On to a new adventure - making sushi! Doesn't so much require much cooking, but it's still a culinary challenge, and also something I crave regularly. And technically making perfect rice is a requirement so some cooking skills are necessary. Anyway, so my friend Haley & I have been talking about taking a sushi class for quite some time - probably close to 6 months by now. It's always been one of those things that I let the experts handle, which is similar to how I feel about steak. Plus the amount of equipment and ingredients required for something I'm not going to make that often seems like a waste. But I also have found myself a) spending upwards of $75 on a sushi dinner (I'm sure the number of cocktails has nothing to do with that price tag) and b) throwing dinner parties for friends. So maybe if I do b) and make my own, it wouldn't cost a) to feed everyone? But most importantly, I want to be good at all things food related. Selecting, preparing, eating.
So Haley found us a class at a small college around here - $29 for the 3 hour class plus $20 for supplies. No cocktails (altho they did have a small sample drink of sake + plum wine but I didn't like it and gave it to Haley), but not much more cash than my normal sushi dinner out.
I get there and see that the class is being taught by an an old white dude. I'm unimpressed. I was expecting the sushi chef from RA or Tuna Town or Wabi Sabi that barely speaks English to teach me how to fillet ahi tuna AND a cucumber immediately and fill it with tempura shrimp and rolled in crunchy panko and smother it in eel sauce. But, put my ignorance aside, and this guy wasn't bad! And actually I liked him even better when after class we got to talking and I find out he went to college at....none other than Central Michigan! Small world! And obviously I was rockin' a CMU t-shirt during the class but had it hidden under a hoodie (and I'd actually almost grabbed a Central hoodie instead of the one I wore).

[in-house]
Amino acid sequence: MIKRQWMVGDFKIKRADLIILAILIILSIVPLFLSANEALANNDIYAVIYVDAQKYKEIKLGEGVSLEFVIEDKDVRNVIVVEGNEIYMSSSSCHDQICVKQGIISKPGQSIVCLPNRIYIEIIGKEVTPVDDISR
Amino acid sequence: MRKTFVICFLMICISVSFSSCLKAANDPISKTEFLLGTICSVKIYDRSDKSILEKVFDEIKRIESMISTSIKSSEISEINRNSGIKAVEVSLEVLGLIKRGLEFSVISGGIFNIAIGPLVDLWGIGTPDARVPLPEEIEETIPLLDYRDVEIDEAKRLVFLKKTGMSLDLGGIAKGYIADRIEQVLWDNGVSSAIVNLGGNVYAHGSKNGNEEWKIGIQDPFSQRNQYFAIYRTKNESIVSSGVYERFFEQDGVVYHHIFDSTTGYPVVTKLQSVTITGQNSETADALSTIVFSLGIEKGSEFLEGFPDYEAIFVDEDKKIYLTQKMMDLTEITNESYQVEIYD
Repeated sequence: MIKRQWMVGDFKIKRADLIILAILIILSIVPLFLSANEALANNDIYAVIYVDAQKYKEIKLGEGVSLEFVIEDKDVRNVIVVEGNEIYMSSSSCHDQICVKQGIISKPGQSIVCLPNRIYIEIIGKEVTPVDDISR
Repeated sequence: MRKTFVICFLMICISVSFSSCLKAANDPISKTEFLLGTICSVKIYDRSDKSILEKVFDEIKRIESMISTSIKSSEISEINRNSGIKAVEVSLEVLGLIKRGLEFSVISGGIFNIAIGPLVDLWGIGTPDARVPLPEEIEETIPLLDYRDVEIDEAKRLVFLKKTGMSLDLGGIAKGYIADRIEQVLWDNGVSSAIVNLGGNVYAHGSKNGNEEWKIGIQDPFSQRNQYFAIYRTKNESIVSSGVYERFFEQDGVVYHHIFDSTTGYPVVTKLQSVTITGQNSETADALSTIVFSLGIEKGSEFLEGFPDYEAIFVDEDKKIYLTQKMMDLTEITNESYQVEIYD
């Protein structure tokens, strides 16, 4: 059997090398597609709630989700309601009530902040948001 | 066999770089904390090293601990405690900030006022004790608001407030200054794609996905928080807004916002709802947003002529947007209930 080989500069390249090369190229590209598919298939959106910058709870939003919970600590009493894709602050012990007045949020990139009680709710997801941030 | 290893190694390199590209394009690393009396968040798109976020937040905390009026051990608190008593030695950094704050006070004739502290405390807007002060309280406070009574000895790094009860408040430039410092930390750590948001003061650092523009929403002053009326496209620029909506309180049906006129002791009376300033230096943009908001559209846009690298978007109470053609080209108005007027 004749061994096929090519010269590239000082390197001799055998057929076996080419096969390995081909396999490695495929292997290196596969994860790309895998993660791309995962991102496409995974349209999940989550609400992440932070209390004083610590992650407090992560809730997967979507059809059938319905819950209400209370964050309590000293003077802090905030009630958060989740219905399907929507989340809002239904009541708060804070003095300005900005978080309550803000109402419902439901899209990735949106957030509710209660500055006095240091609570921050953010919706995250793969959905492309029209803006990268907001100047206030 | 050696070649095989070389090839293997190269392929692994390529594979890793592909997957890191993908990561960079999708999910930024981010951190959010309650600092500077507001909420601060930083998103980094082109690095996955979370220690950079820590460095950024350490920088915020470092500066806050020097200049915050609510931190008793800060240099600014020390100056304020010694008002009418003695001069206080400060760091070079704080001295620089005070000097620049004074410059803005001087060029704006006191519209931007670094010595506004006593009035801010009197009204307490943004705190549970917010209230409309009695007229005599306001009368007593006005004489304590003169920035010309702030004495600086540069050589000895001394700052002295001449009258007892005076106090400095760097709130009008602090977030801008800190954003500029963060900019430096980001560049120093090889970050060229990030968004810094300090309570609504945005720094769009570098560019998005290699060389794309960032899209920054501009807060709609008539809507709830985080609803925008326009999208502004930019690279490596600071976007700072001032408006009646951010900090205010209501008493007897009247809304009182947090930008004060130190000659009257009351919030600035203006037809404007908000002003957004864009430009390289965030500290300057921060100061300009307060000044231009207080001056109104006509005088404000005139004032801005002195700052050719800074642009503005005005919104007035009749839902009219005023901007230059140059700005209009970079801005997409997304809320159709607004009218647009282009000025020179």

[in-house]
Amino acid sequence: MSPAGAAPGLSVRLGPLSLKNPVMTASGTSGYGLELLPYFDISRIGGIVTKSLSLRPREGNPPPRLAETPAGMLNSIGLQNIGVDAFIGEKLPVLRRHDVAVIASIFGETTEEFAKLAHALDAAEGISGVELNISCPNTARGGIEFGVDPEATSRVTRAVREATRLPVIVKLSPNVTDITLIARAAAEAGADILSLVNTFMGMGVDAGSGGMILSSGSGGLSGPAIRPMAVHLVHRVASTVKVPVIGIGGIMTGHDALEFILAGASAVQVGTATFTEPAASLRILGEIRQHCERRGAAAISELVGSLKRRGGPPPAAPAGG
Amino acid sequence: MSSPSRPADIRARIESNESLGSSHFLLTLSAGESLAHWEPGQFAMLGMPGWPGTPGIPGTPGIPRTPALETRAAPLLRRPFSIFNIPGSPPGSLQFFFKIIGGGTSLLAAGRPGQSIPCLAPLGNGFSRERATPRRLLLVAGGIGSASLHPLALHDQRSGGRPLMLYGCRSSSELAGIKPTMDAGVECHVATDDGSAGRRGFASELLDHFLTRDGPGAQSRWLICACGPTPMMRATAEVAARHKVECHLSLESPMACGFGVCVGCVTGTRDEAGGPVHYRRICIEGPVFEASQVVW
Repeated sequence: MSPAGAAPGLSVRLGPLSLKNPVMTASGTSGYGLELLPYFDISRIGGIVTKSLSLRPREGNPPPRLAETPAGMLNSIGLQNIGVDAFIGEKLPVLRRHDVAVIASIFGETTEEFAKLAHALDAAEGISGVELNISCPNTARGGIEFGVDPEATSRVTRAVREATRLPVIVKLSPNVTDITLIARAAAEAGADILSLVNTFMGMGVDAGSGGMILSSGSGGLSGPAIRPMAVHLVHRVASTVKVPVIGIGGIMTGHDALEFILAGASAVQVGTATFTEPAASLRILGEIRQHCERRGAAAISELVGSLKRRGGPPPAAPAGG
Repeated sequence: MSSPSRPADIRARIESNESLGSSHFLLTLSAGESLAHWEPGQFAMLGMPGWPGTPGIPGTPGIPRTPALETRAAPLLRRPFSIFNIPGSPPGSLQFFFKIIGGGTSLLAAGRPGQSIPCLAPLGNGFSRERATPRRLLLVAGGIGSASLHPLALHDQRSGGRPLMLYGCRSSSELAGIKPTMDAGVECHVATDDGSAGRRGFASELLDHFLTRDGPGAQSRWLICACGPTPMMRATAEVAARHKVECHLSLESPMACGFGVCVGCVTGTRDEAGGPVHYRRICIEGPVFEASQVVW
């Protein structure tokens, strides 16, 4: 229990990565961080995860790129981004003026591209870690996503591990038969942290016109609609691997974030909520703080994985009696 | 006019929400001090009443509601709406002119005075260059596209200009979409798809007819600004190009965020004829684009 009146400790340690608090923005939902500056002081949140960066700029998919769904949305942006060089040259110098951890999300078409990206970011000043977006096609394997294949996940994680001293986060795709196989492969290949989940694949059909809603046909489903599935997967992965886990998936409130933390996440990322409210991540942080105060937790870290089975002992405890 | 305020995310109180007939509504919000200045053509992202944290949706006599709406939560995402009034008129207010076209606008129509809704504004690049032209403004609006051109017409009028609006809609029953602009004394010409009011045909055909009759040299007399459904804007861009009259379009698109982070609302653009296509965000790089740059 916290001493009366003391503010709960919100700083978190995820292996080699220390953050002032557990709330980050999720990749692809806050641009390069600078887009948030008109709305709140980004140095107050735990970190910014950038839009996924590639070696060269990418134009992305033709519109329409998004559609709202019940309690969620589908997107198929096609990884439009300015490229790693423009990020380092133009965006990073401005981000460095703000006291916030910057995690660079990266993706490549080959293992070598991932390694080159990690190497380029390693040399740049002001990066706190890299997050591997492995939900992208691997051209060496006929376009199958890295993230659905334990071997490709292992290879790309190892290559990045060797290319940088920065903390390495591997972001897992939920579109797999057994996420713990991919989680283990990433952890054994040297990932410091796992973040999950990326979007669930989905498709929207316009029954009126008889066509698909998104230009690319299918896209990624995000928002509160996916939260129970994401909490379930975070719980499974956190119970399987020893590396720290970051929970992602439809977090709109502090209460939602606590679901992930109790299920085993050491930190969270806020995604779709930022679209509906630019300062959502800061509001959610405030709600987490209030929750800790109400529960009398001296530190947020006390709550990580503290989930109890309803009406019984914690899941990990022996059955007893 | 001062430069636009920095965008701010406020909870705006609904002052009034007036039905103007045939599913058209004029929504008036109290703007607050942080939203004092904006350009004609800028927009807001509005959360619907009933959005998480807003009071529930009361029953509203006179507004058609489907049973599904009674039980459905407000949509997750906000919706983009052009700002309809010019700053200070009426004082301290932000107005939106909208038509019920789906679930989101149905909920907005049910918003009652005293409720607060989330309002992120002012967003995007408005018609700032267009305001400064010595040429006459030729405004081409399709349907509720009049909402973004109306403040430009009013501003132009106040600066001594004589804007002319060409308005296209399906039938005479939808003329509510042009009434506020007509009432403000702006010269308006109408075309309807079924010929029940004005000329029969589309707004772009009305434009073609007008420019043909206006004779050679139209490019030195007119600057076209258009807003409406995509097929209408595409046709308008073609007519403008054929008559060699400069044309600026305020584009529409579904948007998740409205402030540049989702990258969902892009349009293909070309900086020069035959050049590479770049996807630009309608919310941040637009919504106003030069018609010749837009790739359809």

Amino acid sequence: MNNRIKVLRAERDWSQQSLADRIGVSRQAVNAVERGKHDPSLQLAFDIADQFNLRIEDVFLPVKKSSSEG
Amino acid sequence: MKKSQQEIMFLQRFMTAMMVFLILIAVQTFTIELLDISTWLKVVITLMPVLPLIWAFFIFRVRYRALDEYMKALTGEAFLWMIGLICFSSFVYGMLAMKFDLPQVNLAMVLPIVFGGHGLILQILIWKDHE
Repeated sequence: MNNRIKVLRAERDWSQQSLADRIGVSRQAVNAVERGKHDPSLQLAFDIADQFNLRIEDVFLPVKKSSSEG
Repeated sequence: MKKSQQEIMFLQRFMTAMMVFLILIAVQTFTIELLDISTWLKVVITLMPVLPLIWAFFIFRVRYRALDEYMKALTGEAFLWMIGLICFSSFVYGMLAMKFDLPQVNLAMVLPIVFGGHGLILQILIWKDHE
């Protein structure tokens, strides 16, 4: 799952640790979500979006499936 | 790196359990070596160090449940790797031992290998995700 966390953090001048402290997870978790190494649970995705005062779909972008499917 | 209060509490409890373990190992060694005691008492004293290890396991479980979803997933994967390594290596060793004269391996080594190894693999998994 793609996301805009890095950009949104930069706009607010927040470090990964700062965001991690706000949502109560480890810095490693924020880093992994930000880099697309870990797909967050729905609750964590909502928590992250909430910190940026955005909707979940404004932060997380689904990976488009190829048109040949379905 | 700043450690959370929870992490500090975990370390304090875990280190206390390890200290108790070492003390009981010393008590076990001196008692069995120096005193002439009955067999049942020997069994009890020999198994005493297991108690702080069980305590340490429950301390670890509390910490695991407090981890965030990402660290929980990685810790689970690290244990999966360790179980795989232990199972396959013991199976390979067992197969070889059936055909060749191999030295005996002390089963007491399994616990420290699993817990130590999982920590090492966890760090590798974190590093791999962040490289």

Anyway, it's a husband and wife team; he teaches tons of classes but has had no formal training, just a passion (kind of how I am about cooking!). The wifey kept him organized and handed out our plates of salmon and avocado and all that jazz. He explained where to find the ingredients and exactly what to buy - the rice, the rice vinegar, etc. He told us to buy fresh fish that had not been frozen yet, and to freeze it for 24-48 hours, then thaw for a day, before using. This is apparently a safety precaution and makes eating sushi less risky. While some restaurants may take a fish out of a tank and have it on your plate 10 minutes later, he said a home sushi chef should really not do this. Buying fish that hasn't been frozen yet is very important so that YOU can freeze it and not do the freeze/thaw/freeze/thaw thing, which is basically asking for trouble. He then taught us the technique for spreading the rice onto the seaweed paper, for both a normal roll and inside out roll. How much rice to use, how to spread & position it, and how to add ingredients before rolling. He also showed us how to clean and prep shrimp to cook before using for sushi (you know, the fish on top of blobs of rice). For the rice, we didn't actually make it ourselves, but he demonstrated the technique so hopefully I can replicate that at home. After I buy a big fat expensive wooden sushi rice bowl.
Very basic. But enough information that Haley & I both feel comfortable making it at home and adding our own creative touches. You know darn well that deep fryer will come back out so I can make tempura shrimp. This guy also does home parties so we're thinking it would be fun to get a group together and he'll give a sushi-making lesson, and also do some fancier stuff just for us to enjoy.
And the best part? Eating our work at the end! And despite having had sushi for dinner on Thursday night, learning to make it (and eating it) Friday night, I really want sushi tonight...and a big fat sake bomb on the side!
- ▼ March (10)